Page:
Thursday, June 3, 2010

Handmade Graham Crackers

First of all, these (the dough and the cookie) are so addictive, I am having trouble getting them baked AND off the cookie sheet. The fact that they are made with whole wheat flour, local honey and wheat germ only adds to my delusional beliefs that it's okay, dare I say healthy, to eat this in heaping spoonfuls.... Hhhmm, whole grains, fiber, wheat germ,, if I can dip them in peanut butter and chocolate, this could be a new breakfast item in our house!!

This is a classic Martha Stewart recipe, and I honestly believe it is one of the best. I have experimented using more whole wheat flour (less white) as well as increasing the amount of cinnamon in the recipe, both with great success. I also just cut mine into squares or some sort of fun shape, having a "classic" representation of store bought crackers has no appeal to me what so ever...

I hope you give these little cookies a try, and if you need assistance or help resisting eating the whole batch... just call me, I will personally relieve you of any unnecessary cookie dough.

Martha Stewart's Graham Cracker Recipe

Makes 20
. 1 1/2 cups all-purpose flour, plus more for working
. 1 cup whole-wheat flour, local Colorado Whole wheat works well.
. 1/2 cup untoasted wheat germ
. 1/2 teaspoon salt
. 1 teaspoon baking soda
. 1 teaspoon ground cinnamon
. 1 cup unsalted butter, softened (2 sticks)
. 3/4 cup packed light-brown sugar
. 2 tablespoons high-quality, local honey
. Preheat oven to 350 degrees. Whisk flours, wheat germ, salt, baking soda, and cinnamon in a medium bowl; set aside.
. Put butter, brown sugar, and honey into the bowl of an electric mixer fitted with the paddle attachment; mix on medium speed until pale and fluffy, 2 to 3 minutes, scraping down sides of bowl as needed. Reduce speed to low. Add the flour mixture, and mix until combined.
. Turn out dough onto a floured surface, and divide into quarters. Roll out each piece between 2 sheets of floured parchment paper into rectangles a bit larger than 9 by 6 inches, about 1/8 inch thick.
. Using a fluted pastry wheel, trip the outermost edges or each rectangle, and divide into three 6 by 3-inch rectangles. Pressing lightly, so as not to cut all the way through, score each piece in half lengthwise and crosswise, to form four 3 by 1 1/2-inch crackers. Stack parchment and dough on a baking sheet and chill in freezer until firm, about 20 minutes.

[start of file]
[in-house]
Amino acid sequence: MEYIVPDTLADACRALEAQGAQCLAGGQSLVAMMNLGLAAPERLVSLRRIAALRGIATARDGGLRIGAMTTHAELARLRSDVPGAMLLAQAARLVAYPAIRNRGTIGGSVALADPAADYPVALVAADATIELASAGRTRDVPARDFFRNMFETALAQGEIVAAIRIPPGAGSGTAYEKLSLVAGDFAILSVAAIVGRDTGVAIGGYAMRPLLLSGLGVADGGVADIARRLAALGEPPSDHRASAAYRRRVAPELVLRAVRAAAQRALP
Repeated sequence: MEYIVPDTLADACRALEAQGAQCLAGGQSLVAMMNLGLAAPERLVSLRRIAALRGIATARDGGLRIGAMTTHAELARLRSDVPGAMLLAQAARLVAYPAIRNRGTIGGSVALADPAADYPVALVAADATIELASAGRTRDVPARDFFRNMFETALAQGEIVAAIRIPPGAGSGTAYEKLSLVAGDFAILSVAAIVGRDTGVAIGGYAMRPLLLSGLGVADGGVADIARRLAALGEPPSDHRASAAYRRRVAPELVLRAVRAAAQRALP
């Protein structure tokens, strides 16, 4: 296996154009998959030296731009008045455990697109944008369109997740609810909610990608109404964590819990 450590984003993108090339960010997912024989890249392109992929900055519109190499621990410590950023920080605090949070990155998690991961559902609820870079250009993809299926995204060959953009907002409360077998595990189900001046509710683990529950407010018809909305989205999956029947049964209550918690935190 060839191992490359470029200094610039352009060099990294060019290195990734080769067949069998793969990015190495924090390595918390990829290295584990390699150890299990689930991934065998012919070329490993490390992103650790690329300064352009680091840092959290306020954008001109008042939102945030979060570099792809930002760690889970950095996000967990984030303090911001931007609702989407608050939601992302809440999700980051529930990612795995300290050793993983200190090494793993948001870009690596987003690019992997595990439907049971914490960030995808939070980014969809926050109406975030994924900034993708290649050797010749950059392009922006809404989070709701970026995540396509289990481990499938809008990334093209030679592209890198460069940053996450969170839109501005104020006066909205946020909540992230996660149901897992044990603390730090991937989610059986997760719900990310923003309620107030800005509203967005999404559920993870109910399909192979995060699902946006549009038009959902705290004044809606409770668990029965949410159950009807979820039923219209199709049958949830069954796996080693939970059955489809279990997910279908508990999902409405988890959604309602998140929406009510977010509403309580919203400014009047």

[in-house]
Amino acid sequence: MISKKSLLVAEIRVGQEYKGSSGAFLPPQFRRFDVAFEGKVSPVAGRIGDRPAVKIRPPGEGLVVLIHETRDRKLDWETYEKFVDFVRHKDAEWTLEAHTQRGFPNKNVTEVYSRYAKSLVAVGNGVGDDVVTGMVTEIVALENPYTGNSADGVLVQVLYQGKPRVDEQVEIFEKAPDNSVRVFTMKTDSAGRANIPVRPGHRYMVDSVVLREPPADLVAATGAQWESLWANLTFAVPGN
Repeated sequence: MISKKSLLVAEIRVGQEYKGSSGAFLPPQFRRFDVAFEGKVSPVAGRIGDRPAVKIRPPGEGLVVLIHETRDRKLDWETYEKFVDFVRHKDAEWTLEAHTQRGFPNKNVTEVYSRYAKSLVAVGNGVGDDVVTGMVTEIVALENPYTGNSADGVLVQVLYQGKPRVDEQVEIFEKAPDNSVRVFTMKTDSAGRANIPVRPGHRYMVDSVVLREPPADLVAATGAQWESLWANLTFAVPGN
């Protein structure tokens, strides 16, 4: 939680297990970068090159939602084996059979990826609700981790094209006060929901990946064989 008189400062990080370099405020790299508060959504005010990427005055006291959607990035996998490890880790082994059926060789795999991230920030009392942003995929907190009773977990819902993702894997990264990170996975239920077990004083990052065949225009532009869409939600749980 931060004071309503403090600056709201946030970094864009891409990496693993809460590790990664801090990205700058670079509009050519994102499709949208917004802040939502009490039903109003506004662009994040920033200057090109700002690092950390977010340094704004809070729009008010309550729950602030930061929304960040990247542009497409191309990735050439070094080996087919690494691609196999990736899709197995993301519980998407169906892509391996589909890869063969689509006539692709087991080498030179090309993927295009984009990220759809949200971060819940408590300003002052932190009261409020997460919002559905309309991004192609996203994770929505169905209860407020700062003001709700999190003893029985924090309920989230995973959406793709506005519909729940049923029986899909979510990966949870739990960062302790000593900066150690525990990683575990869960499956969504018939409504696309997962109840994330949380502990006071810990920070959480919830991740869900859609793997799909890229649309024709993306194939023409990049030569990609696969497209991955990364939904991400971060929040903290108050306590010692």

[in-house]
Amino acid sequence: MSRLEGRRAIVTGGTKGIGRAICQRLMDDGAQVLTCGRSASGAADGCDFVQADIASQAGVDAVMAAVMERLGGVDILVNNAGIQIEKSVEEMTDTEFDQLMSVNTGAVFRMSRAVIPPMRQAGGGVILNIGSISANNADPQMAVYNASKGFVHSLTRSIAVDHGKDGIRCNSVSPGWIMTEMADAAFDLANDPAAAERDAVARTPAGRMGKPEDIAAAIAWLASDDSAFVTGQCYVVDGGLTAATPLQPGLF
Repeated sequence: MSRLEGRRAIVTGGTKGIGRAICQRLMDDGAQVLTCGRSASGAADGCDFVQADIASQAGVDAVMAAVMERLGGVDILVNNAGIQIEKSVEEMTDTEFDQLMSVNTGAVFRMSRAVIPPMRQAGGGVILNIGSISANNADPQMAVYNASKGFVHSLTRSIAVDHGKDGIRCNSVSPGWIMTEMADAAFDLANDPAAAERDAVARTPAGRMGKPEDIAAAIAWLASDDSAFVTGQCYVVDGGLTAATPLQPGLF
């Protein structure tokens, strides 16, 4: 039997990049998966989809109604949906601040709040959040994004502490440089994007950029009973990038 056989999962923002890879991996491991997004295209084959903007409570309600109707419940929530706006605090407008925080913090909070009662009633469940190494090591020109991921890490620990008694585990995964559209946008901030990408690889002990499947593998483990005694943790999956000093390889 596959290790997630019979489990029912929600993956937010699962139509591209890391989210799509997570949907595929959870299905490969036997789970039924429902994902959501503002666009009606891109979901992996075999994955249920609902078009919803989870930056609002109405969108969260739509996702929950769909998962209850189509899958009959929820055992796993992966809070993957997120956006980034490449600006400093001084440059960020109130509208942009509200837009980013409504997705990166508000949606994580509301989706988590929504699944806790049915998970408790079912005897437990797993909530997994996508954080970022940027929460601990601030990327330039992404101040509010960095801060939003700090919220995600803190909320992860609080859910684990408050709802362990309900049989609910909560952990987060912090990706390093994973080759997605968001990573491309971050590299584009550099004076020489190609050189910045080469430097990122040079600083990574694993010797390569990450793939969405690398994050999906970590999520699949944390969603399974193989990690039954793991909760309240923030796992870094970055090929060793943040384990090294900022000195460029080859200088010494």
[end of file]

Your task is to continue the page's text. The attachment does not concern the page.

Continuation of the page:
. Remove two sheets of dough from freezer. Pierce crackers using the tines of a fork. Transfer to large baking sheets lined with parchment paper. Bake, rotating halfway through, until dark golden brown, 8 to 9 minutes. Repeat with remaining dough. Let cool on sheet 5 minutes; transfer crackers to wire racks to cool completely.

* These are my Grahams in The Round.  I slightly under bake them and use them for desserts and ice cream sandwiches or open faced custom  s'mores.
* This dough is VERY forgiving! It can be re-rolled countless times and still come out perfect.

I hope you give these a try.

See you at the Market!
Chef Deb

Please, support your local farmers and food producers by visiting YOUR local Farmer's Market. It's a great experience, you strengthen your community, and YOU keep valuable dollars where they matter the place you call home!  See ya there!


Anne said...

... those grahams with vanilla ice cream and stewed sweetened gooseberries with vanilla bean. Gooseberry should be in season soon!

Is there a favorite off the typical path fruit you like?

Aside from the same ol' same ol' it seems many miss out on ones that can grow for them locally (I have found gooseberry wild in Westcliffe, a lot of it actually).
Like crabapple, elderberry, even currants were common additions to my Mom and grandmother's jams, but recipes for them seem to be scarce. Just a thought as there are many odd edibles right in our backyards but they are mostly forgotten.

Chef Deb T said...

I love currents, wild plums.. What about rosehip jelly ..?

I have also collected wild blackberries, thimbleberries and Salmonberries in the North West.

We have lemon verbena and three kinds of mint (chocolate mint is my favorite) in our back yard.. all make excellent syrups, teas and ice cream flavorings.

Thanks for reminding me of all the things I should be foraging for Anne!